Technology | April 05, 2012

Somatom Definition Flash CT Now Equipped With FDA-Cleared Stellar Detector

April 5, 2012 – Siemens Healthcare has announced that the Somatom Definition Flash dual-source computed tomography (CT) system with the new Stellar Detector – the first fully integrated detector that virtually eliminates electronic noise – has been cleared by the Food and Drug Administration (FDA) for sale and distribution in the United States. The new Stellar Detector further enhances the already outstanding Somatom Definition Flash CT system by delivering high spatial resolution, generating ultra-thin slices and providing an outstanding level of sharpness in CT at impressively low levels of patient radiation. With the combination of the Somatom Definition Flash CT system and the new Stellar Detector, even the finest image details can now be visualized. 

Since its debut in late 2008, the Somatom Definition Flash dual-source CT system has distinguished itself by requiring only a fraction of the radiation dose that systems previously required to image even the smallest anatomical details.

With the addition of Siemens’ TrueSignal technology – which, for the first time, integrates the electronic detector components into the photodiode to reduce power consumption – the new Stellar Detector significantly reduces electronic noise and improves the signal-to-noise ratio of CT images created by the Somatom Definition Flash. The electronic noise reduction capabilities would not be possible without the cutting-edge Ultra Fast Ceramics (UFC) detector material that is available across all Siemens CT scanners. The UFC advantages of high X-ray absorption, short afterglow and luminous efficiency ultimately enable efficient CT acquisition. With the Stellar Detector, noise reduction is possible from the very small to the very large – pediatric as well as bariatric patients.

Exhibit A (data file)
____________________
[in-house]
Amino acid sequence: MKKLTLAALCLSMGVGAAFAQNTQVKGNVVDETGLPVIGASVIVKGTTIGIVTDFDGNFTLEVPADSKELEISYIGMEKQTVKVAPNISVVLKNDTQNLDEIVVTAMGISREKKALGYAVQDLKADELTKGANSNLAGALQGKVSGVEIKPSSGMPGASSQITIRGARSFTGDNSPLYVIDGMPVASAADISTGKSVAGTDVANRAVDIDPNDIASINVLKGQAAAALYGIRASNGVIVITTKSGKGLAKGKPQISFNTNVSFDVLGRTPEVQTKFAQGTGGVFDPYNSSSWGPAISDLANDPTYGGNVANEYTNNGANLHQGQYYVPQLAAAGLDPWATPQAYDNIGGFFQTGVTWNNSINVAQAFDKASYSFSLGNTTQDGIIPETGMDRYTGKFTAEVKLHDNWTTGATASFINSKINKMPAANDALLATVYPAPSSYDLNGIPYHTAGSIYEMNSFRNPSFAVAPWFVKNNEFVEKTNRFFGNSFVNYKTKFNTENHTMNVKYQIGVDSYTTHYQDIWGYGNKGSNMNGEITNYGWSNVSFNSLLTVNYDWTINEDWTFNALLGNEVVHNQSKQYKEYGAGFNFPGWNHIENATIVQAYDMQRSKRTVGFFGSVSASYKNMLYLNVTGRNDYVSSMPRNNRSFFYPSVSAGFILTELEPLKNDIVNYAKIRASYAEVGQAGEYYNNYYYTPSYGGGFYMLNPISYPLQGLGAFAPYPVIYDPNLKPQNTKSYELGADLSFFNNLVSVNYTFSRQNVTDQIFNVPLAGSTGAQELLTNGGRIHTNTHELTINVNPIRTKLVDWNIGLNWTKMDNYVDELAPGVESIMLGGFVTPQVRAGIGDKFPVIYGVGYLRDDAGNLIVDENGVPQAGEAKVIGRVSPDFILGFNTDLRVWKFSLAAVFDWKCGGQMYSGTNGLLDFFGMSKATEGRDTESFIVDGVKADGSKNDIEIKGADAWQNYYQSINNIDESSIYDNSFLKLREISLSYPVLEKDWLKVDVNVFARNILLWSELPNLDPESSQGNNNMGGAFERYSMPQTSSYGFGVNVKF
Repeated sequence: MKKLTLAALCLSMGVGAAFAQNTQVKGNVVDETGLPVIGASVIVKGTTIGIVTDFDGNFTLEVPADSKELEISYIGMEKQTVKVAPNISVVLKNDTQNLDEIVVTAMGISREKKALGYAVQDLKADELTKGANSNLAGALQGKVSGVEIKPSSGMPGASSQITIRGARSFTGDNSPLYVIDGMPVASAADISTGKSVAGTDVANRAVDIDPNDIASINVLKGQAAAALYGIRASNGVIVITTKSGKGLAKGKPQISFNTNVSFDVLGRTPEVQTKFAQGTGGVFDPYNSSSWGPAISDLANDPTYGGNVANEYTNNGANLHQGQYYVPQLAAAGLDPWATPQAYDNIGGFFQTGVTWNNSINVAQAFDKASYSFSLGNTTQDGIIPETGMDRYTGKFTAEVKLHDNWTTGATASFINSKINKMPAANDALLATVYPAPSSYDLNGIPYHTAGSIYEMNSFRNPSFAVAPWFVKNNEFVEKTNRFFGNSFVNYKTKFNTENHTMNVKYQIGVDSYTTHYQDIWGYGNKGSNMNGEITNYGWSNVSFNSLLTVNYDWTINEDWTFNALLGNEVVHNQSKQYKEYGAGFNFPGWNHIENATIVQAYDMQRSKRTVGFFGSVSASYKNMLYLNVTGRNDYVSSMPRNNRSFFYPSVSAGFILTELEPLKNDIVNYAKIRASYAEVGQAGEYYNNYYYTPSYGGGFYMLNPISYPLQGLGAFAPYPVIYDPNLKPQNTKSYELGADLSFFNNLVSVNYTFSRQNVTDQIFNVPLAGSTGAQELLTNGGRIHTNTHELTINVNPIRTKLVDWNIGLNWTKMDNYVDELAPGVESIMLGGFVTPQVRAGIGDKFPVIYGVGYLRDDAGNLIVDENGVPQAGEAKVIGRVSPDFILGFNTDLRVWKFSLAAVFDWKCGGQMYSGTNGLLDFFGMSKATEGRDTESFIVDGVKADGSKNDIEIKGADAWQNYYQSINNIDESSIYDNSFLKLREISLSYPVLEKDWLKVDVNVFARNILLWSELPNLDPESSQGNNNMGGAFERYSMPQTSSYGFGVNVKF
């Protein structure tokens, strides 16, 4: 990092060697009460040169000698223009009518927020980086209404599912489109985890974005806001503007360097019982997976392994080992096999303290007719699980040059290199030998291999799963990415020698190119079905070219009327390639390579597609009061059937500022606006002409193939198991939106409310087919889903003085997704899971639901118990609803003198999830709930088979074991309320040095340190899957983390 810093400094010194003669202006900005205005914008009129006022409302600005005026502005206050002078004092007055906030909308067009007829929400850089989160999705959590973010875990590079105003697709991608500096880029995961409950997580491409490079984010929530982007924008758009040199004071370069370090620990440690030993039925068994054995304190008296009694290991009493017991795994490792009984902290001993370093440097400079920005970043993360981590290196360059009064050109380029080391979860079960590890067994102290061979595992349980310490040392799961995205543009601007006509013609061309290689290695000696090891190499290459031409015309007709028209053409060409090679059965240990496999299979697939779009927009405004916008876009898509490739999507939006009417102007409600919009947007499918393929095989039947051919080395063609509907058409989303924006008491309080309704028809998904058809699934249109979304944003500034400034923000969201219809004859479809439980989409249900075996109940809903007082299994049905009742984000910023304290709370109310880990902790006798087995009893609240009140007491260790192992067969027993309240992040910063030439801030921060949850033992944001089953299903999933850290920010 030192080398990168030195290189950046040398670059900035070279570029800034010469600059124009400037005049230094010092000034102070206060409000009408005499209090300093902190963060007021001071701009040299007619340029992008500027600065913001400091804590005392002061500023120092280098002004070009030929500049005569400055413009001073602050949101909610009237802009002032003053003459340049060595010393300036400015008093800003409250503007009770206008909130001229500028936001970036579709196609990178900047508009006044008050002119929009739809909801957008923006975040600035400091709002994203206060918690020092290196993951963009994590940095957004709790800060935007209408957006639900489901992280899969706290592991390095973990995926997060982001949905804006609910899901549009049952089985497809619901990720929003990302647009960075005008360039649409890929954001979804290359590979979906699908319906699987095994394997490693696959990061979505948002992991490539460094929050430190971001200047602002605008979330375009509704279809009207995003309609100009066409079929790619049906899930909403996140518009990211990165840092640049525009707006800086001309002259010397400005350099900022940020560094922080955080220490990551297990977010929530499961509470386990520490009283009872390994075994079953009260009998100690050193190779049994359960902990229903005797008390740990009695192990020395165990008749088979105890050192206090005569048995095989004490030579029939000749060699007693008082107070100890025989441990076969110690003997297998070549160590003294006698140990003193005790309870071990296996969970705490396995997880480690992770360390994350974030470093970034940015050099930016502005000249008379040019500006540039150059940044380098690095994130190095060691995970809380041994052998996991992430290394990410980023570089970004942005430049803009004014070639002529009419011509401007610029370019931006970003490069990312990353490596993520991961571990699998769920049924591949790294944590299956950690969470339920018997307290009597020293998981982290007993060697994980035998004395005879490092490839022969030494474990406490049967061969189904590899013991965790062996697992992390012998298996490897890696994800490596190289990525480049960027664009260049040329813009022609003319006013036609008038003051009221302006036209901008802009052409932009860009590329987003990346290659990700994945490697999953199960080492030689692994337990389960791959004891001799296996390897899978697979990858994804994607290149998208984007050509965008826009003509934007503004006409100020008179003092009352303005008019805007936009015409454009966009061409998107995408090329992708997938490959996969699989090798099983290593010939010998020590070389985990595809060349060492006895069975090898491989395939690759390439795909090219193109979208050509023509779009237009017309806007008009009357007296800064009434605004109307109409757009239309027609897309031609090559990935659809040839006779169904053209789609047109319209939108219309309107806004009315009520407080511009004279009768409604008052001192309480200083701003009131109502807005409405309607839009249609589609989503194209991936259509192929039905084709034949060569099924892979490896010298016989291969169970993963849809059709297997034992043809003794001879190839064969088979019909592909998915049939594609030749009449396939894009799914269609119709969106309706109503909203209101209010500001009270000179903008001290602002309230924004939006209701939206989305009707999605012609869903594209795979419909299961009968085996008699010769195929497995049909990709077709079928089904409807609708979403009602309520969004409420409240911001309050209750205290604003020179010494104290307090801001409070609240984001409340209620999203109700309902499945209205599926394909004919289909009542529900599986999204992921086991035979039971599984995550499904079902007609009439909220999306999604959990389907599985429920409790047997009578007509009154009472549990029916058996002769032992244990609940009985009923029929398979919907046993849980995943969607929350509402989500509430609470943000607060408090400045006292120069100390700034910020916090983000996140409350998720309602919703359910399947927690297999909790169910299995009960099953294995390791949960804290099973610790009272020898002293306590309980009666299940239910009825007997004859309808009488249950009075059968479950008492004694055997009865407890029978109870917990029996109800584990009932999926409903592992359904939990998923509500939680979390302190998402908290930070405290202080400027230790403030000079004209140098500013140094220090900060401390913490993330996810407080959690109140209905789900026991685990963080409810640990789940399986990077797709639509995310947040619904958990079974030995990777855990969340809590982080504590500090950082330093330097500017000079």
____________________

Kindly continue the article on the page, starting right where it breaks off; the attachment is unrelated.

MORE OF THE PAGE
“We are very excited about this breakthrough technology,” said Kulin Hemani, U.S. vice president of CT, Siemens Healthcare. “Bolstered by the new Stellar Detector, the Somatom Definition Flash CT system will enable clinicians to visualize more anatomical details at a lower dose, resulting in a more confident patient diagnosis and demonstrating Siemens’ enduring commitment to our customers to deliver high levels of patient care.”

Utilizing the unique ability of the Stellar Detector, the new Somatom Definition Flash CT system may help enable physicians to visualize even very fine details. The system enables cardiac scanning in only a quarter of a heartbeat. Together with its maximum temporal resolution of 75 ms, it freezes any cardiac motion. For this reason, clinicians have the option of not requiring patients to hold their breath during the exam.

“Johns Hopkins is proud to be one of the first facilities to acquire the Somatom Definition Flash CT system with the new Stellar Detector,” said Eliot K. Fishman, M.D., director of diagnostic imaging and body CT at Johns Hopkins Medicine, Baltimore. “Clinical results achieved by facilities outside the United States indicate that this technology will help us to better view the vascular system that feeds tumors, enabling us to more accurately determine the  patient’s stage of disease.”

Additionally, Siemens’ FAST CARE (Fully Assisting Scanner Technologies/Combined Applications to Reduce Exposure) workflow acceleration and dose reduction technology increases patient-centric productivity. For example, with the help of the FAST Spine feature, which enables one-click preparation of complex vertebrae and disc reconstructions, physicians are able to provide earlier, more accurately targeted treatment related to trauma imaging and neurological CT examinations.

Note: The statements by Siemens customers described herein are based on results that were achieved in the customer's unique setting. Since there is no "typical" hospital and many variables exist (e.g., hospital size, case mix, level of IT adoption), there can be no guarantee that other customers will achieve the same results.


For more information: www.siemens.com/healthcare

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